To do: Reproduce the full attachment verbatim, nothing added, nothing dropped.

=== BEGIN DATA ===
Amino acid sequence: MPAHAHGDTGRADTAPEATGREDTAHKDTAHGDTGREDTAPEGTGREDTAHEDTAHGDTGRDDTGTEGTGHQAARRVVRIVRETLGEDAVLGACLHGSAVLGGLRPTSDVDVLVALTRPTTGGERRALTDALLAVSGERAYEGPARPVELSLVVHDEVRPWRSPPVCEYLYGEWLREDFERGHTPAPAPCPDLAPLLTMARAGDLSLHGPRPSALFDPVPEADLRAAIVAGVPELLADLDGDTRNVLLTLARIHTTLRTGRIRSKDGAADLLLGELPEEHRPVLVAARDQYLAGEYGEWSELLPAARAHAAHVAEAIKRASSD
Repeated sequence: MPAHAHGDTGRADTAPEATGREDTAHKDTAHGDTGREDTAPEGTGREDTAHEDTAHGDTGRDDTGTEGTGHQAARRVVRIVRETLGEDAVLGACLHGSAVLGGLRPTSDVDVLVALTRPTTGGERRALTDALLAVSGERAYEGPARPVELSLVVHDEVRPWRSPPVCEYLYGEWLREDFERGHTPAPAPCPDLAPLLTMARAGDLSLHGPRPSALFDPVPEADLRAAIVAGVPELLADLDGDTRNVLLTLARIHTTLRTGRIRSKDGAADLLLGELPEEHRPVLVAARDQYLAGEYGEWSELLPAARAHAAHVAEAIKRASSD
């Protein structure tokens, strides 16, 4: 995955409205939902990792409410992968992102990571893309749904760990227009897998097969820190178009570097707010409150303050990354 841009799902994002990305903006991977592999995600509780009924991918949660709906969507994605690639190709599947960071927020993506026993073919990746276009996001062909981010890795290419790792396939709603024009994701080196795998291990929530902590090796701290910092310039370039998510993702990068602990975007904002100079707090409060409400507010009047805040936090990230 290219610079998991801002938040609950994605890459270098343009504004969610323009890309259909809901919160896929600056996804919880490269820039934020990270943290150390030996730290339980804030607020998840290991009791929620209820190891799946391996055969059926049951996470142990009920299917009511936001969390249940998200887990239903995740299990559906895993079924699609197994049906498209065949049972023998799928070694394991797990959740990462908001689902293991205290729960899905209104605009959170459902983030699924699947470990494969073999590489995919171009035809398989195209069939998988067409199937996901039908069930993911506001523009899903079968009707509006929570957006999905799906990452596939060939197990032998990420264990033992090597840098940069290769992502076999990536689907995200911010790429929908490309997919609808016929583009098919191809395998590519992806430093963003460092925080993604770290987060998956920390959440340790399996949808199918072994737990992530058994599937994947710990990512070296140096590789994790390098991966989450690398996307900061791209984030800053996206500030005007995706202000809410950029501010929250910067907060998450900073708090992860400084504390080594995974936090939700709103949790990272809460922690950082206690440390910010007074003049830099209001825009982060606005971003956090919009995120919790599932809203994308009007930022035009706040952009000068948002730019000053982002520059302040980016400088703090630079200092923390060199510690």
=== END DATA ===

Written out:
Amino acid sequence: MPAHAHGDTGRADTAPEATGREDTAHKDTAHGDTGREDTAPEGTGREDTAHEDTAHGDTGRDDTGTEGTGHQAARRVVRIVRETLGEDAVLGACLHGSAVLGGLRPTSDVDVLVALTRPTTGGERRALTDALLAVSGERAYEGPARPVELSLVVHDEVRPWRSPPVCEYLYGEWLREDFERGHTPAPAPCPDLAPLLTMARAGDLSLHGPRPSALFDPVPEADLRAAIVAGVPELLADLDGDTRNVLLTLARIHTTLRTGRIRSKDGAADLLLGELPEEHRPVLVAARDQYLAGEYGEWSELLPAARAHAAHVAEAIKRASSD
Repeated sequence: MPAHAHGDTGRADTAPEATGREDTAHKDTAHGDTGREDTAPEGTGREDTAHEDTAHGDTGRDDTGTEGTGHQAARRVVRIVRETLGEDAVLGACLHGSAVLGGLRPTSDVDVLVALTRPTTGGERRALTDALLAVSGERAYEGPARPVELSLVVHDEVRPWRSPPVCEYLYGEWLREDFERGHTPAPAPCPDLAPLLTMARAGDLSLHGPRPSALFDPVPEADLRAAIVAGVPELLADLDGDTRNVLLTLARIHTTLRTGRIRSKDGAADLLLGELPEEHRPVLVAARDQYLAGEYGEWSELLPAARAHAAHVAEAIKRASSD
């Protein structure tokens, strides 16, 4: 995955409205939902990792409410992968992102990571893309749904760990227009897998097969820190178009570097707010409150303050990354 841009799902994002990305903006991977592999995600509780009924991918949660709906969507994605690639190709599947960071927020993506026993073919990746276009996001062909981010890795290419790792396939709603024009994701080196795998291990929530902590090796701290910092310039370039998510993702990068602990975007904002100079707090409060409400507010009047805040936090990230 290219610079998991801002938040609950994605890459270098343009504004969610323009890309259909809901919160896929600056996804919880490269820039934020990270943290150390030996730290339980804030607020998840290991009791929620209820190891799946391996055969059926049951996470142990009920299917009511936001969390249940998200887990239903995740299990559906895993079924699609197994049906498209065949049972023998799928070694394991797990959740990462908001689902293991205290729960899905209104605009959170459902983030699924699947470990494969073999590489995919171009035809398989195209069939998988067409199937996901039908069930993911506001523009899903079968009707509006929570957006999905799906990452596939060939197990032998990420264990033992090597840098940069290769992502076999990536689907995200911010790429929908490309997919609808016929583009098919191809395998590519992806430093963003460092925080993604770290987060998956920390959440340790399996949808199918072994737990992530058994599937994947710990990512070296140096590789994790390098991966989450690398996307900061791209984030800053996206500030005007995706202000809410950029501010929250910067907060998450900073708090992860400084504390080594995974936090939700709103949790990272809460922690950082206690440390910010007074003049830099209001825009982060606005971003956090919009995120919790599932809203994308009007930022035009706040952009000068948002730019000053982002520059302040980016400088703090630079200092923390060199510690």